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In this course, author Dan Ablan walks through the process of understanding the MODO workflow while learning to create 3D models and animations. The course teaches fundamental tasks, such as modeling polygons and applying materials with the Shader Tree, while exploring scene building in depth through advanced lighting, camera, and animation techniques. The course also covers MODO's schematic tools and shows how to render animations for various playback media.
There are times when we have certain objects that you want the color to change over the time. This could be an aging apple. It could be an environment like a sunset. So what I want to do is show you how to animate those colors right here in modo. What I have here is a very simple scene. This is called animatecolors. And it's nothing more than a flat polygon with the default directional light hitting it and the default camera focused right at it. Simple enough. In the Shader Tree, we have a material set up for the Color panel. And what we're going to do is select that, and then we're going to come over here--and what you're seeing here is actually keyframes from the camera.
So what we want to do is make sure that camera is not selected in the Items tab. We're going to select the plane itself, and in fact you can even just click off of it, and that will help clear up all of these tabs. You see, when you're in modo, you can click the camera, and then you can also click and turn on a material and you'll get all these extra tabs down here. Sometimes they get in the way, so if that's the case, just click the Scene button up here, then go back to the Shader Tree, and you'll have just the Material categories you need. Originally, if you remember, we had the Camera Reference and the Camera Settings, because the camera was selected in addition to the material. So, just to keep organized.
Now with the Material selected, we have our base color of white, but notice that this Diffuse Color also has a keyframe button, so we can now easily change its keyframe over the time. So I'm going to click on that. And we are at frame 0, meaning it's white at frame 0. And then let's go to frame 12, and we'll click and drag right on here to change the color to kind of a cyan, to a teal. But notice that because I already have a keyframe and my Auto Key is set to Animated, when I went to frame 12, another keyframe was created and we have an animated timeline in between.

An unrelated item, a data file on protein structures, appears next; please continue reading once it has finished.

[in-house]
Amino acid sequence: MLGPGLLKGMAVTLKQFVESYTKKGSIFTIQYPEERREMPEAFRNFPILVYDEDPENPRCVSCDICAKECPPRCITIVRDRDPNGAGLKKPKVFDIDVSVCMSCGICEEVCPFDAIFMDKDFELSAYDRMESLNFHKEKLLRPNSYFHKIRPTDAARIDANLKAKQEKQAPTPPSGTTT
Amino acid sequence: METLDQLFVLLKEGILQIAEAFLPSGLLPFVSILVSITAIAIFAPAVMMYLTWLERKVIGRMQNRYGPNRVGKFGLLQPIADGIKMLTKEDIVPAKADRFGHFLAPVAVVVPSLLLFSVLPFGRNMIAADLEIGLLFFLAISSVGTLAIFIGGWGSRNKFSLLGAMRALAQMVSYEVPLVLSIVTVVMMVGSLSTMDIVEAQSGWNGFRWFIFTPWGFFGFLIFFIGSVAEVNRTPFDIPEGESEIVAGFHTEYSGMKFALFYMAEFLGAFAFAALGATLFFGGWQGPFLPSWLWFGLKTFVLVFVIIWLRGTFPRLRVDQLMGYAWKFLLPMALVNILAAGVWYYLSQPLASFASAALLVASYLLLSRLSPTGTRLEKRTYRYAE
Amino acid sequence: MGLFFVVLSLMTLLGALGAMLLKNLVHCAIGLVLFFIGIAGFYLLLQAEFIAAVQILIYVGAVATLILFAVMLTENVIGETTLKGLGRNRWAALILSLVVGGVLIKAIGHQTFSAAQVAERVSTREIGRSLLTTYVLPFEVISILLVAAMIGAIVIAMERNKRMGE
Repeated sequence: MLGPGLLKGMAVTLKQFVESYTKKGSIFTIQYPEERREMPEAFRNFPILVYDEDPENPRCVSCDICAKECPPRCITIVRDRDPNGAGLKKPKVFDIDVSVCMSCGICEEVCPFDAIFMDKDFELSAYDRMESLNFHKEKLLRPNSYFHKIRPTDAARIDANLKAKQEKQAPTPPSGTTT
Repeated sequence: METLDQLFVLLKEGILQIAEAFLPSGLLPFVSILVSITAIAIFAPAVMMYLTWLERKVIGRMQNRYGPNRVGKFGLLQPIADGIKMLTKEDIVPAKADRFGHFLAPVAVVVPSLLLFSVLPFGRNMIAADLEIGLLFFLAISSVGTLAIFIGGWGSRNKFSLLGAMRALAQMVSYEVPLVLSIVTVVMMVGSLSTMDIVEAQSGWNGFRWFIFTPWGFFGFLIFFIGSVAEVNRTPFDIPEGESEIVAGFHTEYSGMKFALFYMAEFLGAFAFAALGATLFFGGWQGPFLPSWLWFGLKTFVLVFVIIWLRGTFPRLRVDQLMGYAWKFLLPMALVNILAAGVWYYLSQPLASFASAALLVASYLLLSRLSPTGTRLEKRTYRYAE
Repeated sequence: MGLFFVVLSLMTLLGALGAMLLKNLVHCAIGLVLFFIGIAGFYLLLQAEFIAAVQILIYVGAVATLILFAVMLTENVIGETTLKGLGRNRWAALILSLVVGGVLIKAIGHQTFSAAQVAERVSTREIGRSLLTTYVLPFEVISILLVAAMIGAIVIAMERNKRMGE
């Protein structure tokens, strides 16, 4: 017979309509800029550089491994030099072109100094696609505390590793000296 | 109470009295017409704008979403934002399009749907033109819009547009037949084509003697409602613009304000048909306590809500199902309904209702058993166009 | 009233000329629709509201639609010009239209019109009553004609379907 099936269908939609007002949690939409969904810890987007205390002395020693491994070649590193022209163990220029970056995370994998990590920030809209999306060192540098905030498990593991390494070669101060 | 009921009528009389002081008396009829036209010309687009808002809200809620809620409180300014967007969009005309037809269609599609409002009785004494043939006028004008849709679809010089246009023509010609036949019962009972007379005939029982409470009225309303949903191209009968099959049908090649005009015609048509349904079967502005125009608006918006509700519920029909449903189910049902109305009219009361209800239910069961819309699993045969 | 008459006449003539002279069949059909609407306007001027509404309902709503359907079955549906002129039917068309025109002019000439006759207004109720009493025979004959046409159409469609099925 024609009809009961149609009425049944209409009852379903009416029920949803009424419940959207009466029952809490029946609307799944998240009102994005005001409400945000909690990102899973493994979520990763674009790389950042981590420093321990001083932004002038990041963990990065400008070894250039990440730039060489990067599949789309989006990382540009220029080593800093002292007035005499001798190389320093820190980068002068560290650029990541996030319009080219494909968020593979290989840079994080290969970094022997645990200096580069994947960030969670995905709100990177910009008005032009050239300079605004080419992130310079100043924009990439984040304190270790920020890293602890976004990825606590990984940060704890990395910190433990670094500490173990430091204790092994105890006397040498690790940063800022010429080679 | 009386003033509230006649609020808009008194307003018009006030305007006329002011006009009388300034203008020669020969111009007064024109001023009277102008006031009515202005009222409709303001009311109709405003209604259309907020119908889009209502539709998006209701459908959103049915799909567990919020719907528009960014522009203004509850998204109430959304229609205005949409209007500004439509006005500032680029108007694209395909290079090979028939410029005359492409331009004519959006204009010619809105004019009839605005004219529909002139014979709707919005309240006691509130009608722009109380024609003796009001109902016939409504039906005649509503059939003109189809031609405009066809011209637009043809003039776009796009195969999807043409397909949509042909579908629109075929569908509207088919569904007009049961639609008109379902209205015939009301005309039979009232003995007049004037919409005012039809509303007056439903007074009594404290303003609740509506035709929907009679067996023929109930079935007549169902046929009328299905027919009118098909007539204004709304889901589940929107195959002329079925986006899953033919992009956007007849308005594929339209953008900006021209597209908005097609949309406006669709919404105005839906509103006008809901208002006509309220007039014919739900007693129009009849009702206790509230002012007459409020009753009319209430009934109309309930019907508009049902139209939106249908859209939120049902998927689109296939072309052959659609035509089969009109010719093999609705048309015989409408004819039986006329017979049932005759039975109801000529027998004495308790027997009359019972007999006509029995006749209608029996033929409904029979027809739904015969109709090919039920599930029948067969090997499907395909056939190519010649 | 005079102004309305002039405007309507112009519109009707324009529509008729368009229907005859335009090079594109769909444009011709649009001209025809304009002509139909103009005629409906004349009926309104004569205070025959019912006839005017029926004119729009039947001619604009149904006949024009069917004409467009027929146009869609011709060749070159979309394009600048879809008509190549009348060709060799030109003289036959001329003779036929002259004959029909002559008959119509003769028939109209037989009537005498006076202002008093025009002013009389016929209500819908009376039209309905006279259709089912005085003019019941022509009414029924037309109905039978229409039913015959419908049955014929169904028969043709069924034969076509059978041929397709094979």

I'll come to 24, change it to blue, go to 36, and we'll bring this back up, maybe to white, go to 48, click on the color, change it to red, and so on. You get the idea, that all we're doing is just changing this color over the time. When I play this back, you get the cycling colors. And right now the RayGL is on in this view; we can turn that off, don't necessary need that.
So from the front, it's white, to teal, to blue, fading in between all these different colors. So, a very nice easy way to create an effect that you can put on the material for a light source. So you can copy this material by right-clicking on it, choosing Copy, and then you can go to something like the Light Source. You can place that down for the material for the light, and let's say you're animating a nightclub or some kind of disco. You would have an animated light cycling colors. You're doing a stage play. You would have those animated lights.
You can put them on other objects as well. So animating colors, animating the shadow, all of these values that have the little thumb marks are easily animated just by clicking on it, creating keyframes like I've shown you, moving to a different point in time, and changing that value. Lastly, when we come back up to the Material, if we come down and select the little envelope and open the Graph Editor, you can actually see what we did here. And if feel like tweaking any of these, you can very easily just select the color to Diffuse RGB is what we animated. You can select the individual channel, or of course select all of them, and then you can change how those channels interact by grabbing the handles and adjusting each one of those motions.
You can mouse over, with the left mouse button, all of these, change it to Linear and then when you come back and play this, you are going to get a sharper change in between each of them. If you come back like this and change this to Stepped, now it's going to be a lot rougher in between each of them. And it's just the different way modo handles each one of these motions. So now it just kind of cycles through each one of those, and it doesn't blend.
It just jumps in between each. Perhaps you want to animate a computer screen with a flashing monitor. That's a good way to do it. And then of course, you can come back and change its Slope to Auto Flat and change this back to Curve, and it now evens these out very nicely. So using the Graph Editor, adjusting keyframes, setting that Diffuse Color to Animate, you can also add some unique differences to any of the elements in your scene. Animating colors, animating lights, and even animating textures on your objects is all easy to do.
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